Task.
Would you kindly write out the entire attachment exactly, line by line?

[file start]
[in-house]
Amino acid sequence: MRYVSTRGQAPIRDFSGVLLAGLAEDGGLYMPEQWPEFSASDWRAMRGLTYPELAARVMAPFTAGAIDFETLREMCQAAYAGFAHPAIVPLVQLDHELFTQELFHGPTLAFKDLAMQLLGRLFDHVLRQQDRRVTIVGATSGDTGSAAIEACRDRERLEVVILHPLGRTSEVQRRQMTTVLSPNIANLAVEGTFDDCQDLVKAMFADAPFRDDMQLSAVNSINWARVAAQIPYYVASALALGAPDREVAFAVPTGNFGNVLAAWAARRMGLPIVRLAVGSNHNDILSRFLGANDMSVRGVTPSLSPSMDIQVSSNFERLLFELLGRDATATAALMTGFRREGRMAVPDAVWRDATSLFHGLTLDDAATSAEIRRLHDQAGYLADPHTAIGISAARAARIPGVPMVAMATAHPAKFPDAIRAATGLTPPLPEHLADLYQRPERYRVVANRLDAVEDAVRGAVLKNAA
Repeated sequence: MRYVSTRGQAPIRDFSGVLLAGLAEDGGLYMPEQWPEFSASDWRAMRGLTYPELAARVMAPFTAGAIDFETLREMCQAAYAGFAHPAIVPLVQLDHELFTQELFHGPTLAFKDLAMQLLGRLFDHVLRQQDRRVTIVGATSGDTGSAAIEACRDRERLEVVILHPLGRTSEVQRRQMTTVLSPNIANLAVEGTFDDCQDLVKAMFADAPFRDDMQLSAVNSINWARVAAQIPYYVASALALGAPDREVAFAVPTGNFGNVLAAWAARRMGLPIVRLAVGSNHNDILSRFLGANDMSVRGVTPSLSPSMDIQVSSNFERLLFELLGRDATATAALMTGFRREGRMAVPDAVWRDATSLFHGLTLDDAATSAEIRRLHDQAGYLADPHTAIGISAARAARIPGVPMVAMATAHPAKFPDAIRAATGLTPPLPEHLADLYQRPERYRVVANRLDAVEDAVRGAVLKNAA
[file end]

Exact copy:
[in-house]
Amino acid sequence: MRYVSTRGQAPIRDFSGVLLAGLAEDGGLYMPEQWPEFSASDWRAMRGLTYPELAARVMAPFTAGAIDFETLREMCQAAYAGFAHPAIVPLVQLDHELFTQELFHGPTLAFKDLAMQLLGRLFDHVLRQQDRRVTIVGATSGDTGSAAIEACRDRERLEVVILHPLGRTSEVQRRQMTTVLSPNIANLAVEGTFDDCQDLVKAMFADAPFRDDMQLSAVNSINWARVAAQIPYYVASALALGAPDREVAFAVPTGNFGNVLAAWAARRMGLPIVRLAVGSNHNDILSRFLGANDMSVRGVTPSLSPSMDIQVSSNFERLLFELLGRDATATAALMTGFRREGRMAVPDAVWRDATSLFHGLTLDDAATSAEIRRLHDQAGYLADPHTAIGISAARAARIPGVPMVAMATAHPAKFPDAIRAATGLTPPLPEHLADLYQRPERYRVVANRLDAVEDAVRGAVLKNAA
Repeated sequence: MRYVSTRGQAPIRDFSGVLLAGLAEDGGLYMPEQWPEFSASDWRAMRGLTYPELAARVMAPFTAGAIDFETLREMCQAAYAGFAHPAIVPLVQLDHELFTQELFHGPTLAFKDLAMQLLGRLFDHVLRQQDRRVTIVGATSGDTGSAAIEACRDRERLEVVILHPLGRTSEVQRRQMTTVLSPNIANLAVEGTFDDCQDLVKAMFADAPFRDDMQLSAVNSINWARVAAQIPYYVASALALGAPDREVAFAVPTGNFGNVLAAWAARRMGLPIVRLAVGSNHNDILSRFLGANDMSVRGVTPSLSPSMDIQVSSNFERLLFELLGRDATATAALMTGFRREGRMAVPDAVWRDATSLFHGLTLDDAATSAEIRRLHDQAGYLADPHTAIGISAARAARIPGVPMVAMATAHPAKFPDAIRAATGLTPPLPEHLADLYQRPERYRVVANRLDAVEDAVRGAVLKNAA